Sunday, July 5, 2009
Friday, July 3, 2009
IMO it will not be the end of the EU if 1 or 2 countries with dominant anti-EU opinions decide to leave the 27+ member EU. On the contrary, it may allow the EU to move "deeper".
That makes IMO a lot of difference. Eg, will the Commissioners be 27 or will the Lisbon style of Commission synthesis be applied for the upcoming year term?
At the moment, it seems that a July 15 European Parliament vote of a European Commission President is unlikely.
1) Eurozone inflation was -0.1% in June (0% in May), first time since the establishment of the Euro currency.
Analyses differ at to whether this an isolated occurence or it will continue in the coming months.
2) The European Central Bank kept its key interest rate unchanged at 1% at its monthly meeting (July 2)
3) The unemployment rate rose to 9.5% in May from 9.3% in April
Hence, 15 million people in the Eurozone were out of work in May 2009!
In the EU27, the rate in May was 8.9% (21.5 million jobless in the EU in May)
Spain tops the list of 27 with 18.7% and NL has the lowest, only 3.2%.
4) Retail sales fell 0.4% on a month-on-month basis, as opposed to an April 0.1% rise. On a yearly basis the decline in retail sales in May was 3.3%.
Reminder: The Euro-zone consists of 16 of the 27 member economies of the European Union.
Thursday, July 2, 2009
Is a "United States of Europe" feasible in the EU?
The present and future absence of a common working language sur le terrain (ie the workplaces and markets and streets around the EU). In the US, people may speak any language at home but at the shop or store etc, English is the language. That type of situation is not likely to happen, IMO, in the EU, within the next 100 years at least!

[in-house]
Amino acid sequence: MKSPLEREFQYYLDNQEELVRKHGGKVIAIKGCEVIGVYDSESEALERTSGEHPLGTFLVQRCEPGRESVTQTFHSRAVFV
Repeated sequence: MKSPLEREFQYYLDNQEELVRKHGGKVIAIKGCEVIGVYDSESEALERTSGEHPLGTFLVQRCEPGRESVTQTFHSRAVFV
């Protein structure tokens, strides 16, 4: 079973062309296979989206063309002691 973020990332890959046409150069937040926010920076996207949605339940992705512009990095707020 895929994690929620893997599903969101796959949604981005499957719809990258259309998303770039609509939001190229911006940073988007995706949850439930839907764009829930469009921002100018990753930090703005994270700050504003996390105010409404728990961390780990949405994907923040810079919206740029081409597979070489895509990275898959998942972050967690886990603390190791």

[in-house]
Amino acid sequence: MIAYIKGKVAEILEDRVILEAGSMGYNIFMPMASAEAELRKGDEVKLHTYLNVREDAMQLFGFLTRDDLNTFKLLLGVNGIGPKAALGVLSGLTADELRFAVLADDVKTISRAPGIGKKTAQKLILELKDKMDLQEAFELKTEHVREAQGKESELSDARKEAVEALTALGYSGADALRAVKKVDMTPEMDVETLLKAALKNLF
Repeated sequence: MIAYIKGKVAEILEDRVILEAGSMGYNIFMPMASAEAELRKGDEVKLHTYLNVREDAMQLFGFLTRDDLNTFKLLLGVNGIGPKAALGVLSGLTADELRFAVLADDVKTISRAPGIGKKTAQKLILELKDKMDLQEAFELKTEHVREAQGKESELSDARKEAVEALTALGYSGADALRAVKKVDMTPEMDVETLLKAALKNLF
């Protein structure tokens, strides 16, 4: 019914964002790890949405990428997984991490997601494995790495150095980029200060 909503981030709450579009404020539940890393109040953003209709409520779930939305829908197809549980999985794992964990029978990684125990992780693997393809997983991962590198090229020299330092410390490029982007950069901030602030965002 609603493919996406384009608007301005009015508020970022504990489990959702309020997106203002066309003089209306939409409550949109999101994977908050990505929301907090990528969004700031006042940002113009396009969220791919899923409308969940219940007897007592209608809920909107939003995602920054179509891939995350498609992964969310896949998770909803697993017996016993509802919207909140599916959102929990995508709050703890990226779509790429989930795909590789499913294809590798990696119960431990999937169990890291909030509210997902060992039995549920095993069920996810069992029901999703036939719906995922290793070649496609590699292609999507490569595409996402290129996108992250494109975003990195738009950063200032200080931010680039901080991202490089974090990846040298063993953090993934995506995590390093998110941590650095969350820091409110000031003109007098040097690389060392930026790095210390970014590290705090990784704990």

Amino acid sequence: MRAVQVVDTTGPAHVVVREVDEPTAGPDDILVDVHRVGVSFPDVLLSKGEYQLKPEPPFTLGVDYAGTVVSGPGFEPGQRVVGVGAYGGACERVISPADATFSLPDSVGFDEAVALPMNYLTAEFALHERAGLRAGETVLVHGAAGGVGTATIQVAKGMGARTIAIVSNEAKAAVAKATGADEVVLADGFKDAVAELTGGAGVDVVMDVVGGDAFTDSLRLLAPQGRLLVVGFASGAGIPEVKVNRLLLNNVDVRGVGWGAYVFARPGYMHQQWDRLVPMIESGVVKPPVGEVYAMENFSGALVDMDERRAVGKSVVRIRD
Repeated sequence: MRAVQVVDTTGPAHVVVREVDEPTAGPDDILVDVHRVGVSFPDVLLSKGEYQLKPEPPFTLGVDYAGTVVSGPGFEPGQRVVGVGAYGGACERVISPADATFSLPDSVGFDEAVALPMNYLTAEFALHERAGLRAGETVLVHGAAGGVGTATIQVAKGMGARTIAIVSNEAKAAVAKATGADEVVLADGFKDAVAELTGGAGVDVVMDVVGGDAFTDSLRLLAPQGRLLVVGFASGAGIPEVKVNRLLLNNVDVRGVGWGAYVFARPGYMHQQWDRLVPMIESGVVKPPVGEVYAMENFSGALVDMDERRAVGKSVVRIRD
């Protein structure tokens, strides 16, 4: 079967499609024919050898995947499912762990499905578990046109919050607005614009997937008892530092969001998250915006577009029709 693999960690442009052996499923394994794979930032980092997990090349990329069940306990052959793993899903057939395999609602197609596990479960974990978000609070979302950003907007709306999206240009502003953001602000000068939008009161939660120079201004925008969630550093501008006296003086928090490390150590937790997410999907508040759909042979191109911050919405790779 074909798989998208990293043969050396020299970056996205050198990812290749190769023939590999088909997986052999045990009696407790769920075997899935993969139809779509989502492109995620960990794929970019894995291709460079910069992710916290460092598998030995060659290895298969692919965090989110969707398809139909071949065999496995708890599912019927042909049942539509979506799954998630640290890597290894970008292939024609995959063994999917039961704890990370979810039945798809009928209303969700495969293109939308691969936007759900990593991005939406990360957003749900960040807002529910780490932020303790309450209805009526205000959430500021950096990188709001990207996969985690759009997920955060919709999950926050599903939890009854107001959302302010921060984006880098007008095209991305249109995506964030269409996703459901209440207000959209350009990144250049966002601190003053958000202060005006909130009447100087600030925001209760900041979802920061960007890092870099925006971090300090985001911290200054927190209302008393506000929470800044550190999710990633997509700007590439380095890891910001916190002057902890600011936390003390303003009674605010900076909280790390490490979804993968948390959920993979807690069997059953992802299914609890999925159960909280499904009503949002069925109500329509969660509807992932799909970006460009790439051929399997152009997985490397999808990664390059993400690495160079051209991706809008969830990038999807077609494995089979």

PS. IMO/IME, each of the 50 states in the USA has much more "power" than most Europeans and other non-American think, including those who are afraid of a "United States of Europe".
But that is IMO "irrelevant" or a moot issue. The EU will not become a USE for the reason (language) that I proposed above.
Or will it?
Or a Federal Republic (German style)?
updated: June 10, 2011
In the meantime, these and other parties want the world trade talks to resume.
Does all this make sense? And to whom?
Wednesday, July 1, 2009
Exports are a significant factor for the economy of India, 15% of GDP.
Thus the news that India's exports fell in May for the 8th consecutive month is crucial.
Exports in May were down 29.2% from May 2008 and imports 39.2% (valued in India's national currency) and the trade deficit was about 50% that of May 2008.
Which begs the economic, social and philosophical question: Is reduction of countries' trade deficit due to the global recession a "good" or a "bad" thing? Food for thought.
Eg can we address the issue of economic greed and greed for consumer goods? Its drivers? Can philosophers provide the prototypes for inspiring people to redirect their sources of satisfaction towards less materialist, less greedy, less environment destructive "targets"/applications?
Can we help people replace material status symbols with intellectual ones?
Can we find the alternative to shareholder and profit maximization systemic goals?
Can we re-define economics in a definition that is more relevant to the actual roots of the term?
Can we redirect most of our needs and wants away from tangible to intangible - intellectual "products"?
Can we put the tech advances of the last 200 yrs into better, more environment friendly, use?